The Rebirth of History (1980-present)

By 1966, memory had secured its triumph. In architectural terms, it found this in the re-expression of brutalist images in the urban forms of the day. Within the year, the great clock on the tower of St Pancras, so symbolic of Victorian time, also, finally, acquiesced. It broke down, and stopped. No one felt motivated to restart it.

St Pancras

However, once this melancholic journey had been completed, and the last black slabs erected, time could be reborn. And, in 1992, time retakes its central position in the City, in the form of an over-sized sundial set into the ground above the Tower Hill Tube station extension, itself a brutalist remnant from the early 1970s. With memory purged, there is place enough for time.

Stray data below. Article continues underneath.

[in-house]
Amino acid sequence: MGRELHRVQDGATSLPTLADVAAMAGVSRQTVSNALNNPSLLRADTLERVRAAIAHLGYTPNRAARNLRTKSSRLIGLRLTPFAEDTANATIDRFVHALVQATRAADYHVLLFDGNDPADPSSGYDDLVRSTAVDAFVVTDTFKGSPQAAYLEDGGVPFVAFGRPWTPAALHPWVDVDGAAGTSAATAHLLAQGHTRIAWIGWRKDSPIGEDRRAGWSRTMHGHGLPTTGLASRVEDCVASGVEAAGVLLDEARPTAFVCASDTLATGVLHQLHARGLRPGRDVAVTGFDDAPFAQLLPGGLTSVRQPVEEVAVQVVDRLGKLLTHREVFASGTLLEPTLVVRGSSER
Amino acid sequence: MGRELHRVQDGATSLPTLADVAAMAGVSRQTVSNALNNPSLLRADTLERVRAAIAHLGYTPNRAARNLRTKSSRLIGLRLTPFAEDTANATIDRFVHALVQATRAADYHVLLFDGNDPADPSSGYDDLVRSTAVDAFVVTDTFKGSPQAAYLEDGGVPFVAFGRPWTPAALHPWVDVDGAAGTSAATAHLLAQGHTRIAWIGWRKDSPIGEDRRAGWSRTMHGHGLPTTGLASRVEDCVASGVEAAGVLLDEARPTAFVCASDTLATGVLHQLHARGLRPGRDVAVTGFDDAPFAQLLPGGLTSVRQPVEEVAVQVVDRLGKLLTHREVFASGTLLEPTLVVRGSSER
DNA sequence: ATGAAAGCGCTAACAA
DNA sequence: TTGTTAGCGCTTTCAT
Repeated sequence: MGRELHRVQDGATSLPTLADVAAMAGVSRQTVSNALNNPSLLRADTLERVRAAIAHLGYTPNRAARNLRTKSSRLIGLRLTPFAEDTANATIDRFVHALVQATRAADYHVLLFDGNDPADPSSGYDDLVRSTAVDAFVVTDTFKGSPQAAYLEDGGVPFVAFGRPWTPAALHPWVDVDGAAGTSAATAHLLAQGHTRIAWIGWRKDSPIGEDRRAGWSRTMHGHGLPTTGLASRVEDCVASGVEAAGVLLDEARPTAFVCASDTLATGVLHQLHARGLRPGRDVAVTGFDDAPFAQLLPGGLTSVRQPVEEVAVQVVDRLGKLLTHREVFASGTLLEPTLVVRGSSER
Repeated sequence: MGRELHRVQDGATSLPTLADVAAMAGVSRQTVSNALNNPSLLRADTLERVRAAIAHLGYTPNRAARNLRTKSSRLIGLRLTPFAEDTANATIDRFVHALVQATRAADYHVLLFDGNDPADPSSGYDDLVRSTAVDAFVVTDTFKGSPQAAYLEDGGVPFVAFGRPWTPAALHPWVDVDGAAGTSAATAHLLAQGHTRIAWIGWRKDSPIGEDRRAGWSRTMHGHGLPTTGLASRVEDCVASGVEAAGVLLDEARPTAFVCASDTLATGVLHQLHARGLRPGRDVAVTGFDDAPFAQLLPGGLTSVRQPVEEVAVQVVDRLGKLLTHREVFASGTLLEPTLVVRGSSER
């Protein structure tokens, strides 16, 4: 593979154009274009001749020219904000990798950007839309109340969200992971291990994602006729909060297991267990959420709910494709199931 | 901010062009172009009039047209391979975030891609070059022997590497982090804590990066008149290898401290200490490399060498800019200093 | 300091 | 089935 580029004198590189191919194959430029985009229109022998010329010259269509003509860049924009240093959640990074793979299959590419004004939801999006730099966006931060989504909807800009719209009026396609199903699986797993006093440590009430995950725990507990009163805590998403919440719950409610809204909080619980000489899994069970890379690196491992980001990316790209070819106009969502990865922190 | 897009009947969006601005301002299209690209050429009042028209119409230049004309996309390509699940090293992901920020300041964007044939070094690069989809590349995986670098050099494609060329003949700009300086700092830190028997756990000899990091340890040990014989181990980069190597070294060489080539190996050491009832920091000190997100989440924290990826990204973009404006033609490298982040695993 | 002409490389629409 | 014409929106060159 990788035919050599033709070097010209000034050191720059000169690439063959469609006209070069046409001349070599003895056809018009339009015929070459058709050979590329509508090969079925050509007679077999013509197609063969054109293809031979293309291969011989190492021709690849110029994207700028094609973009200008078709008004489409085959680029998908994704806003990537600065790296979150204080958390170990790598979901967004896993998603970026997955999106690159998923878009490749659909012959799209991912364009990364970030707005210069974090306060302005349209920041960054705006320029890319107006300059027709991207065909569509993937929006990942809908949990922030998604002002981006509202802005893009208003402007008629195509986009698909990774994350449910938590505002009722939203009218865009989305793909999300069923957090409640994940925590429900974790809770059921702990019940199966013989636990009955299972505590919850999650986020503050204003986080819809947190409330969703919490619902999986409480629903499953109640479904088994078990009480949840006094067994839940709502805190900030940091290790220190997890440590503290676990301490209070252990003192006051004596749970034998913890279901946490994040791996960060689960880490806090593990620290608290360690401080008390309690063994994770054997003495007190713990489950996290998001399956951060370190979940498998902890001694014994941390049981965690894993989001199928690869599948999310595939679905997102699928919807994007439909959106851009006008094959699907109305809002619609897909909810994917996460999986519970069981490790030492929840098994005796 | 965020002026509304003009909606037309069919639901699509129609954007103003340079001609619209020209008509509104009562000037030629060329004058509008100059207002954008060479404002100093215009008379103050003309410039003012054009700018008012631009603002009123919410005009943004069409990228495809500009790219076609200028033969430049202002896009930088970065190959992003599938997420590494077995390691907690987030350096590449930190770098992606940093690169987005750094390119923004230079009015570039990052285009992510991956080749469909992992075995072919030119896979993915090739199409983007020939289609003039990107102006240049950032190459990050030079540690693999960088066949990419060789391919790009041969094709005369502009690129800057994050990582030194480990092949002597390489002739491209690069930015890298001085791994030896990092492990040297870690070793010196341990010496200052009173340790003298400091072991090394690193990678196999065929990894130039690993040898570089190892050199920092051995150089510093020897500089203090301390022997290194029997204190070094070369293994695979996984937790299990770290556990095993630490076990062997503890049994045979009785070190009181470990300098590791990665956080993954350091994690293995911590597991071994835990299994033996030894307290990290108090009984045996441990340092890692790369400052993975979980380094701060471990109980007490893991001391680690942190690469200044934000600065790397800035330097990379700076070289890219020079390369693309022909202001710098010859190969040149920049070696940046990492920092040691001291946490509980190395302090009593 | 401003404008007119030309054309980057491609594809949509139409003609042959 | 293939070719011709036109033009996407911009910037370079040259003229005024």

tower hill clock copy

And, for the first time in almost a century, urban forms rooted in florid historicist reference reappear. Mirroring the utopic, almost pre-lapsarian, visions for Hampstead Garden Suburb in 1906, Quinlan Terry added some villas in the early 1990s to the Outer Circle of Regent’s Park:

Regents park villa

The Unreal City of Memory had been completed, the Ideal City of History could be resurrected.